Incidence of Restenosis Top


In a study done in 2003, where stenting was done for peripheral arteries, the range of restenosis following 1-year varied from 32% to 35%. [20] Although stenting decreases the incidence by 10%, the chances of in stent restenosis still remains high. Prevention of restenosis in the coronary vasculature has been demonstrated with cilostazol, trapidil, probucol, tranilast, nitric oxide donors, and clopidogrel. Given the similarities in revascularization procedures and in the pathophysiology of restenosis, it is possible that these results may be extrapolated to the setting of restenosis in the peripheral vasculature, making trials with these agents imperative. [21]


  Present Treatment Top


Aspirin

Aspirin is one of the oldest antiplatelet drugs which is known to be relegate the cardiovascular complications in patients of PAD. [22] As per the previous studies, use of aspirin is associated with a lower incidence of re-occlusion following PTA. However, due to the absence of any protocol, the dose to be used has not been standardized. One of the studies, which followed up about 207 patients for a period of 24 months, suggests that there is no marked difference in the efficacy between low dose and high dose aspirin. [23] In a meta-analysis of 287 studies, which compared the use of antiplatelet therapy against control, and even compared the different antiplatelet regimes, it was concluded that aspirin in a dose of 75-100 mg daily is effective in preventing episodes of occlusive vascular events in high risk patients. [24]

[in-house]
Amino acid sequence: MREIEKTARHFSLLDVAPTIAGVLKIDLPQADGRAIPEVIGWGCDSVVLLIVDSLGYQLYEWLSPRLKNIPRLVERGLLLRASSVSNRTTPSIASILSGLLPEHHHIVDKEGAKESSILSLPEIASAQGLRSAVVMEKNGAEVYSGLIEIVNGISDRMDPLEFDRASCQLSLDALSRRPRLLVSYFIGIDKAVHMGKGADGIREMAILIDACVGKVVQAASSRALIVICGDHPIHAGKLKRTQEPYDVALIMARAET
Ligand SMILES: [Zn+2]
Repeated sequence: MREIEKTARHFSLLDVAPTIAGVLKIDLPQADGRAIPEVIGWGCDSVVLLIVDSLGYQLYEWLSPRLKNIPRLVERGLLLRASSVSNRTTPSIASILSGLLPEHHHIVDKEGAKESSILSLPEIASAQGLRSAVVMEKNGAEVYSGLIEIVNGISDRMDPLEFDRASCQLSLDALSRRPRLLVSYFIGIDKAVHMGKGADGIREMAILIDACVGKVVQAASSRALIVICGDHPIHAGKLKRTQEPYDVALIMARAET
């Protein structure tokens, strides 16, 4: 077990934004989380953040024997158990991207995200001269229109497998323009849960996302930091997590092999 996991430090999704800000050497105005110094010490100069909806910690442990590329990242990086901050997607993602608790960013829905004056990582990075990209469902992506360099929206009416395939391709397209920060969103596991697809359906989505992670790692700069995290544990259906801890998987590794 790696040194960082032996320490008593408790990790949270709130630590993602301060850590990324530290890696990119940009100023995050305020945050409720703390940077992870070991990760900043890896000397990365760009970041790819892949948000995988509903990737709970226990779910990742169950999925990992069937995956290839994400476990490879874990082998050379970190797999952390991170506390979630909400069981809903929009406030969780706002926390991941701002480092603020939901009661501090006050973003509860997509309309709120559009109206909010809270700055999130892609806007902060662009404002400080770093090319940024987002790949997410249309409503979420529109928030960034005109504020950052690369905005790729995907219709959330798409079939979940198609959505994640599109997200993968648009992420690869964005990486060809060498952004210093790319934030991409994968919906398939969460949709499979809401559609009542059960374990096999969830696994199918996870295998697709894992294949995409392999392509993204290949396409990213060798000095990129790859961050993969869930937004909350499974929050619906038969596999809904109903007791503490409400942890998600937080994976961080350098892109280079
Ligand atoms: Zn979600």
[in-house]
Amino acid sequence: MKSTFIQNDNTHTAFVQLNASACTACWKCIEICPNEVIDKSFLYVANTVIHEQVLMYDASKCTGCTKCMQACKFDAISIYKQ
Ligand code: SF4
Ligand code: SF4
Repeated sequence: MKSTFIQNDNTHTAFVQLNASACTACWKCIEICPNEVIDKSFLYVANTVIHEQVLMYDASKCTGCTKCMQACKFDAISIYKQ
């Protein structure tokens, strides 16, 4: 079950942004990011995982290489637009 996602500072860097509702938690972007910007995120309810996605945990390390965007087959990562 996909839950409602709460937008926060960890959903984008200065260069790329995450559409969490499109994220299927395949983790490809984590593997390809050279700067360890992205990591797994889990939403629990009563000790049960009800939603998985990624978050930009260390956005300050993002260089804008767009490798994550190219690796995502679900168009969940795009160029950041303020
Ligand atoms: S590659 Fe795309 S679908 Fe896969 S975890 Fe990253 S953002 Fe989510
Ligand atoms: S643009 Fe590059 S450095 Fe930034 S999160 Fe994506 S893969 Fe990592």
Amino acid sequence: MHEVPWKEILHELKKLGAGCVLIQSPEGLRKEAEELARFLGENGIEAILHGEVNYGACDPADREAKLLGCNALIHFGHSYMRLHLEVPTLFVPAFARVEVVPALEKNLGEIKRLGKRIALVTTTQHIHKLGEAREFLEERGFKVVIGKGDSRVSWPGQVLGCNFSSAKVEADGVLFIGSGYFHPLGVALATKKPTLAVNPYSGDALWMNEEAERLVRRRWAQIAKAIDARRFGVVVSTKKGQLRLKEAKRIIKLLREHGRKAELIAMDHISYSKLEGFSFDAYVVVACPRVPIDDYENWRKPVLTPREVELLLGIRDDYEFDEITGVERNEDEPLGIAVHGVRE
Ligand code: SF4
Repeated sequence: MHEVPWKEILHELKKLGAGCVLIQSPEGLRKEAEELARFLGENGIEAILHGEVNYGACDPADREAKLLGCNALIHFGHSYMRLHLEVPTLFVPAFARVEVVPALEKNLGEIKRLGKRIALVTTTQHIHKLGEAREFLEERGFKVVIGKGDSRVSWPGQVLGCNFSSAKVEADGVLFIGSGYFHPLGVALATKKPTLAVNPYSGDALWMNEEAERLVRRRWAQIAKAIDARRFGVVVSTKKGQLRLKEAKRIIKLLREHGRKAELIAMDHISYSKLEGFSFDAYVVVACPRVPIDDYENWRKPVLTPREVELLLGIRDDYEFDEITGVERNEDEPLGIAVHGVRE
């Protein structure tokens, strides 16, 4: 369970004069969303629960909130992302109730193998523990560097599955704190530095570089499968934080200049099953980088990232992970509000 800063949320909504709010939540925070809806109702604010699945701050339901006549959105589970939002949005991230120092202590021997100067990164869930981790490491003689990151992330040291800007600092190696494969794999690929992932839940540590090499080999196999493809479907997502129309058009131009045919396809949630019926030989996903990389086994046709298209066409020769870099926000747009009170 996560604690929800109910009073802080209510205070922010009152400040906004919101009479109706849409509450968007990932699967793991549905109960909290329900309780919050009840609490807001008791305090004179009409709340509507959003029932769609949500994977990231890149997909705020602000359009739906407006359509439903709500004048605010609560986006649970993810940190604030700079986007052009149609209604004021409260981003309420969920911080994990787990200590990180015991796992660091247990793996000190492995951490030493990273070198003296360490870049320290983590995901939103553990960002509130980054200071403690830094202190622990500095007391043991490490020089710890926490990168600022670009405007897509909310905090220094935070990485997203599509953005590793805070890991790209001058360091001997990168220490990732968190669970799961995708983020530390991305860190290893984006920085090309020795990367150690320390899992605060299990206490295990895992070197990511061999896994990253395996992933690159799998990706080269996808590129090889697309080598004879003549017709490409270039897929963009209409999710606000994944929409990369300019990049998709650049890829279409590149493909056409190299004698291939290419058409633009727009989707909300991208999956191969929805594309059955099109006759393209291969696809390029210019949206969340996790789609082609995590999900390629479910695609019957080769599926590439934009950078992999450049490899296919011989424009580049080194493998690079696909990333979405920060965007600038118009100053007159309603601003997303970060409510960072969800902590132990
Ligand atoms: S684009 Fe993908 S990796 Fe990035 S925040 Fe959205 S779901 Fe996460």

Clopidogrel

The Clopidogrel for High Atherothrombotic Risk and Ischemic Stabilization, Management, and Avoidance trial, which involved 15,603 patients suggested that the use of dual antiplatelet nay not significantly reduce the primary endpoint of myocardial infarction (MI) but may be beneficial to patients with a history of MI or ischemic stroke. [25] In the RELOAD study (the Reload with Clopidogrel before Coronary Angioplasty in Subjects Treated Long Term with Dual Antiplatelet Therapy) a loading dose of clopidogrel in patients already previously on clopidogrel, prior to coronary angioplasty resulted in a significant inhibition of platelet aggregation. [26] In one of the studies, treatment alone with a loading dose of 600 mg of clopidogrel, 6-24 h before the procedure has been shown to improve the clinical outcome over a period of 1-month due to its benefits in decreasing platelet reactivity. [27] This can provide a basis of evaluating the effects of clopidogrel for prevention of on table restenosis Clopidogrel might represent a useful alternative in cases in which aspirin is not tolerated or as a combination therapy with aspirin, especially when increased risk factors for re-occlusion are detected, although specific data on this strategy are lacking. [28] Clopidogrel pretreatment significantly reduces the incidence of cardiovascular death or ischemic complications both before and after percutaneous coronary intervention and without a significant increase in major or minor bleeding. [29]


  Dual Antiplatelet Therapy Top


Many interventionists use a combination of aspirin and clopidogrel before and after PTA and stenting in peripheral arteries. It has already been established that the use of dual platelets, aspirin along with clopidogrel combination is superior in patients of CAD undergoing stenting. However, according to a study conducted by Cassar et al., the use of loading dose of a combination of aspirin and clopidogrel in patients prior to angioplasty has found to inhibit the platelet function. [30] Dual antiplatelets decrease the ADP-stimulated fibrinogen binding and plasma PDGF but it does not have considerable effect on SMC proliferative capacity as measured by ERK 1/2 levels (extracellular regulated kinase-step of the mitogen-activated protein kinase cascade). [31]


  Cilostazol Top